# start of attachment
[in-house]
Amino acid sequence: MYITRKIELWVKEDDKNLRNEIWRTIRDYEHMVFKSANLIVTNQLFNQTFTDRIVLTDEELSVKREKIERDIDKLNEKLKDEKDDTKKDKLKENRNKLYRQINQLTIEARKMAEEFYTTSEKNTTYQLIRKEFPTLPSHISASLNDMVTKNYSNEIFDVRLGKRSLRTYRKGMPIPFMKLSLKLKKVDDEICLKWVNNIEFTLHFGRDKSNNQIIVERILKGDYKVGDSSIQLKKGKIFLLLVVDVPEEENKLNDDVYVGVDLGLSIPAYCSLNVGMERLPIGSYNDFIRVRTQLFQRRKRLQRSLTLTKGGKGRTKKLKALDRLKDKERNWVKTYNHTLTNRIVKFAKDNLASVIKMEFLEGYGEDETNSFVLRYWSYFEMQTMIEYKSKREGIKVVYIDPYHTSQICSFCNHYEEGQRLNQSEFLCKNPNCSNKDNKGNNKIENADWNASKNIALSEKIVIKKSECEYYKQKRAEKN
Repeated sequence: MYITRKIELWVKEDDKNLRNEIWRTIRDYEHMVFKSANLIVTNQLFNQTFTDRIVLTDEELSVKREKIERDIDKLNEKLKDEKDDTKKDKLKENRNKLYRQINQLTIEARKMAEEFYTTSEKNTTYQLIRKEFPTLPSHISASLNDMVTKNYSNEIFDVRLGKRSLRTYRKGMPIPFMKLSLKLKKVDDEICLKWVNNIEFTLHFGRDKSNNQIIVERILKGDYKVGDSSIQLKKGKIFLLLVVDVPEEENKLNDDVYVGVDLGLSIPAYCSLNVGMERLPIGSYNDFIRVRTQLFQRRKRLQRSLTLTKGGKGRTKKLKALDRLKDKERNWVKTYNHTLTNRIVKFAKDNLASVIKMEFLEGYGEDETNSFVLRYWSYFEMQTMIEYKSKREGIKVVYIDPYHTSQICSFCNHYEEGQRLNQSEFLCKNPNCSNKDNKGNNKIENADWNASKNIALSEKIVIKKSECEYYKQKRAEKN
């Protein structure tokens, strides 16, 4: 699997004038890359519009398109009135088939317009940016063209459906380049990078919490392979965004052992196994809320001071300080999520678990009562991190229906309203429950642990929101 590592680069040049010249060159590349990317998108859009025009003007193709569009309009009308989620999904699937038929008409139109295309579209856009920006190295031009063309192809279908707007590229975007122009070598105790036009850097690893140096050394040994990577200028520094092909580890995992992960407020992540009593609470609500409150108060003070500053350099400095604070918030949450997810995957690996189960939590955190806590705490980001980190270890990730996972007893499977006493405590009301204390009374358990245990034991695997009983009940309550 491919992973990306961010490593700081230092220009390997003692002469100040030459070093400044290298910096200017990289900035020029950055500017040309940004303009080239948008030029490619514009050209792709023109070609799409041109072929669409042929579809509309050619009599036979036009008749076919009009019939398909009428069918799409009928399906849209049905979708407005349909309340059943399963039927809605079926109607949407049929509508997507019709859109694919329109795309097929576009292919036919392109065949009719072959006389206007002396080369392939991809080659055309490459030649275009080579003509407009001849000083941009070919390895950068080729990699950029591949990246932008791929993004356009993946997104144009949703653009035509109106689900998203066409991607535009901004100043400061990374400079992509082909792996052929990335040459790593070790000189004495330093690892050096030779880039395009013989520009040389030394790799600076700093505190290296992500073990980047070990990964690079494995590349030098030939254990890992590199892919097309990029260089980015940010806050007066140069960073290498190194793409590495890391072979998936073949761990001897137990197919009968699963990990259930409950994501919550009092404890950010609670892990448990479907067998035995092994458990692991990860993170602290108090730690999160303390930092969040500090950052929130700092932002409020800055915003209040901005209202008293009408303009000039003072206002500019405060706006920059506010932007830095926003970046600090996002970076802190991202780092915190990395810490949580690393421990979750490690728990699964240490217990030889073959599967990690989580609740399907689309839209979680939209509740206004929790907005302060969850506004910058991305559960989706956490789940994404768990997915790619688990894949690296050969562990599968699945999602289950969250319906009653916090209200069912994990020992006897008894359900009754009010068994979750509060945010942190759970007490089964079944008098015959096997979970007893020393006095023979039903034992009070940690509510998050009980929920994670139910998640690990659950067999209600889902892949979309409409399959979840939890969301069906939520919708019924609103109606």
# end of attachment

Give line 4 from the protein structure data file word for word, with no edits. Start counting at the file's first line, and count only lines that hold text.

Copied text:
């Protein structure tokens, strides 16, 4: 699997004038890359519009398109009135088939317009940016063209459906380049990078919490392979965004052992196994809320001071300080999520678990009562991190229906309203429950642990929101 590592680069040049010249060159590349990317998108859009025009003007193709569009309009009308989620999904699937038929008409139109295309579209856009920006190295031009063309192809279908707007590229975007122009070598105790036009850097690893140096050394040994990577200028520094092909580890995992992960407020992540009593609470609500409150108060003070500053350099400095604070918030949450997810995957690996189960939590955190806590705490980001980190270890990730996972007893499977006493405590009301204390009374358990245990034991695997009983009940309550 491919992973990306961010490593700081230092220009390997003692002469100040030459070093400044290298910096200017990289900035020029950055500017040309940004303009080239948008030029490619514009050209792709023109070609799409041109072929669409042929579809509309050619009599036979036009008749076919009009019939398909009428069918799409009928399906849209049905979708407005349909309340059943399963039927809605079926109607949407049929509508997507019709859109694919329109795309097929576009292919036919392109065949009719072959006389206007002396080369392939991809080659055309490459030649275009080579003509407009001849000083941009070919390895950068080729990699950029591949990246932008791929993004356009993946997104144009949703653009035509109106689900998203066409991607535009901004100043400061990374400079992509082909792996052929990335040459790593070790000189004495330093690892050096030779880039395009013989520009040389030394790799600076700093505190290296992500073990980047070990990964690079494995590349030098030939254990890992590199892919097309990029260089980015940010806050007066140069960073290498190194793409590495890391072979998936073949761990001897137990197919009968699963990990259930409950994501919550009092404890950010609670892990448990479907067998035995092994458990692991990860993170602290108090730690999160303390930092969040500090950052929130700092932002409020800055915003209040901005209202008293009408303009000039003072206002500019405060706006920059506010932007830095926003970046600090996002970076802190991202780092915190990395810490949580690393421990979750490690728990699964240490217990030889073959599967990690989580609740399907689309839209979680939209509740206004929790907005302060969850506004910058991305559960989706956490789940994404768990997915790619688990894949690296050969562990599968699945999602289950969250319906009653916090209200069912994990020992006897008894359900009754009010068994979750509060945010942190759970007490089964079944008098015959096997979970007893020393006095023979039903034992009070940690509510998050009980929920994670139910998640690990659950067999209600889902892949979309409409399959979840939890969301069906939520919708019924609103109606």